(The Spirit is pleased to share with our readers vignettes of life in the 19th Century as originally reported in past issues of the newspaper. These reprinted stories include their original headlines and spelling.)
(March 25, 1896)
A WONDERFUL PRESCRIPTION
An Old German Tailor
in a Moment of Confidence
Gives Up a Secret
John Sedler, an old German tailor, who resided for many years in Reynoldsville, came into the Spirit office the other day looking very much the worse for wear. He said his wife had died several years ago and he had recently lost his property in Reynoldsville, and was old and on the rocks of poverty, and despair. He looked it. Poor old John, we knew him when he dressed like a dandy. He made our first tailor-made suit. Harry Ernst and Clint Reikard had one made about the same time — long Prince Alberts.
And maybe we didn't think we amounted to something then! Whew! We tried to suppress our egotism as much as possible, but when a youth of seventeen, who has worn yarn socks, knit galluses and home-made pants all his life gets a tailor-made suit, he is considerably exalted. He soars. His thoughts are among the gods. Great Jove, Apollo, Ulysses, Achilles, Hercules, and all those fellows were well enough in their way, but they lived in a crude and innocent age, and of course were not in it with a youth with a tailor-made suit.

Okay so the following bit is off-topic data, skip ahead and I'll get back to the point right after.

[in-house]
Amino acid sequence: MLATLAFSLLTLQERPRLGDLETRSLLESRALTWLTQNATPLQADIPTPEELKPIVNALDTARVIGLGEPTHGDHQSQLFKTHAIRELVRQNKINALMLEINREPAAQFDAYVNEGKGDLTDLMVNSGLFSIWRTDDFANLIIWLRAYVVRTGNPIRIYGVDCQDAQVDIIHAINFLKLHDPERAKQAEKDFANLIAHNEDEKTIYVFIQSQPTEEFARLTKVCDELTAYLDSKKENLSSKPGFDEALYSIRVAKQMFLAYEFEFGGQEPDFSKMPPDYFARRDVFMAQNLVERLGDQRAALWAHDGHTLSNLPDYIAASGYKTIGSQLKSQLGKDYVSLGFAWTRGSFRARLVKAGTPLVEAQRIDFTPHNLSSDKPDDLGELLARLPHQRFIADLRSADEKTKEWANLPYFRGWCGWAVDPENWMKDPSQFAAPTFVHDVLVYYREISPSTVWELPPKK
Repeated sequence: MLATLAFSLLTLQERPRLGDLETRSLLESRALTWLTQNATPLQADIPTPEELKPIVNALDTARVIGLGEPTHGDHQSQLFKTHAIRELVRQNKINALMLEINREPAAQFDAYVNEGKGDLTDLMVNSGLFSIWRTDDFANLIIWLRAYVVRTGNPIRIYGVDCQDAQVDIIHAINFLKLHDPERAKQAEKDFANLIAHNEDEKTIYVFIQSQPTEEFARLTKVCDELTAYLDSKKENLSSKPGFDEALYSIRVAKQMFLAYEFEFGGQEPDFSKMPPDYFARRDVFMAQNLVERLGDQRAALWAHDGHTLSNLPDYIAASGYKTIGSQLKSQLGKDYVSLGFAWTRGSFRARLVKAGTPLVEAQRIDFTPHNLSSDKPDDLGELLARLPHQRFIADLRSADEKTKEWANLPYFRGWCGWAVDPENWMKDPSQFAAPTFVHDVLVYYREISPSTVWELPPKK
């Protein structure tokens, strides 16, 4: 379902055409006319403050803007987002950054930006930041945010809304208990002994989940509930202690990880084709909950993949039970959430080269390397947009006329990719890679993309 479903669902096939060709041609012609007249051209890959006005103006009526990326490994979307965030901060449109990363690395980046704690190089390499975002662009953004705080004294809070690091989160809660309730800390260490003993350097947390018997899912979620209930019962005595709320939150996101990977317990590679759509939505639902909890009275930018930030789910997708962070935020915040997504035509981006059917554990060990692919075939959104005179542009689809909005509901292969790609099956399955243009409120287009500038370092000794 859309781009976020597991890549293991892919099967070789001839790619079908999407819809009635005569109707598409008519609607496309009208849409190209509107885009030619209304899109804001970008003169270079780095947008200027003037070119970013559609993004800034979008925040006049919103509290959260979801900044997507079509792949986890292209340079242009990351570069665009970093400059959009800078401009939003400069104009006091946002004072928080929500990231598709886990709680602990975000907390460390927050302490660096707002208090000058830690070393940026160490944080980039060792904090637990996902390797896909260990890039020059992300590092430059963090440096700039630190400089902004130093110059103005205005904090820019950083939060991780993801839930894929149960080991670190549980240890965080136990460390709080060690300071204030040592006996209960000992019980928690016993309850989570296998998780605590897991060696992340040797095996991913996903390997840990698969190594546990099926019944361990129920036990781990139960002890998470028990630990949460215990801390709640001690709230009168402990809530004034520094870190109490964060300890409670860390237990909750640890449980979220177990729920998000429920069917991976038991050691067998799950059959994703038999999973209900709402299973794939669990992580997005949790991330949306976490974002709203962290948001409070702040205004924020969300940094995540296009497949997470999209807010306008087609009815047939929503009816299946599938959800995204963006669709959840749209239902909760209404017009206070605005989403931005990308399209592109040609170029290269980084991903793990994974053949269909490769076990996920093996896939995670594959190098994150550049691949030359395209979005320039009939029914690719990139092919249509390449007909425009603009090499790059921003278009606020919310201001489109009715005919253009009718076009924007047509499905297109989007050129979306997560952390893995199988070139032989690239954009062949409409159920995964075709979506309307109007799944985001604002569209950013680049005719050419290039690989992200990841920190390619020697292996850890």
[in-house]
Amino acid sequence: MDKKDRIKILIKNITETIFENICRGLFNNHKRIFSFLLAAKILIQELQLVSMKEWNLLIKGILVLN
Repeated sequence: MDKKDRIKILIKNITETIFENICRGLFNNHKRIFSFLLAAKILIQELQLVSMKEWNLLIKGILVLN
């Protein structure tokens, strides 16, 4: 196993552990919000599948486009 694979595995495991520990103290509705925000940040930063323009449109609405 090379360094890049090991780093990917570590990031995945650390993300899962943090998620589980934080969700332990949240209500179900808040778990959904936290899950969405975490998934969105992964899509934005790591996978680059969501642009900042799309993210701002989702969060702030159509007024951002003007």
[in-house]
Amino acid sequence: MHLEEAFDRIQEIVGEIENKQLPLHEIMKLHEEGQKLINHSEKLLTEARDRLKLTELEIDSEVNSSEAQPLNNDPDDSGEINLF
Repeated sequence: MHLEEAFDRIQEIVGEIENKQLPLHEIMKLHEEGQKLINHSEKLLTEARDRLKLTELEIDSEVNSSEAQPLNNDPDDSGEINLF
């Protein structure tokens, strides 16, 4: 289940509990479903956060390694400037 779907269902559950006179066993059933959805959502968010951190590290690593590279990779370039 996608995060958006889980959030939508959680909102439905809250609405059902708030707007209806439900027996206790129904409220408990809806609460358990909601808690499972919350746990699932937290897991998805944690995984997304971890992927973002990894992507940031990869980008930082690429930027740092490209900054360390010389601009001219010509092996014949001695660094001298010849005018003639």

But to return to John Sedler. John was on the ragged edge. He said, "Master Smeet, I haf hare a prescreeption vat will cure de vors case of rheumatism in a few minutes. I sell it all over daes country. The doctairs know noddings about it. Dase vas gotten fon a great Catholic Bishop, who got it fon von ancient doctair, and some reech man vot got bad rheumatism gif a million dollars for heem. I sell dees to von Baltimore man sax months ago an he mack nine hundred dollars out of it. Von man gif heem two hundred dollars to cure his rheumatism. It cures daes greep in a few minutes. I gif it to you, and I gif it to no vpn else. Von anybody got rheumatism or greep you tael heem you cure heem."
And Mr. Sedler wrote out the famous prescription. We paid him for it, and have the secret. Of course he has not given it to anybody else in town. So bring on your rheumatism, and if this ancient and honorable prescription will cure you, as Mr. Sedler assures us it will, in very short order, you shall be cured.
It is worth, according to Mr. Sedler, a million dollars, but we are not covetous, and don't care for a little thing like that.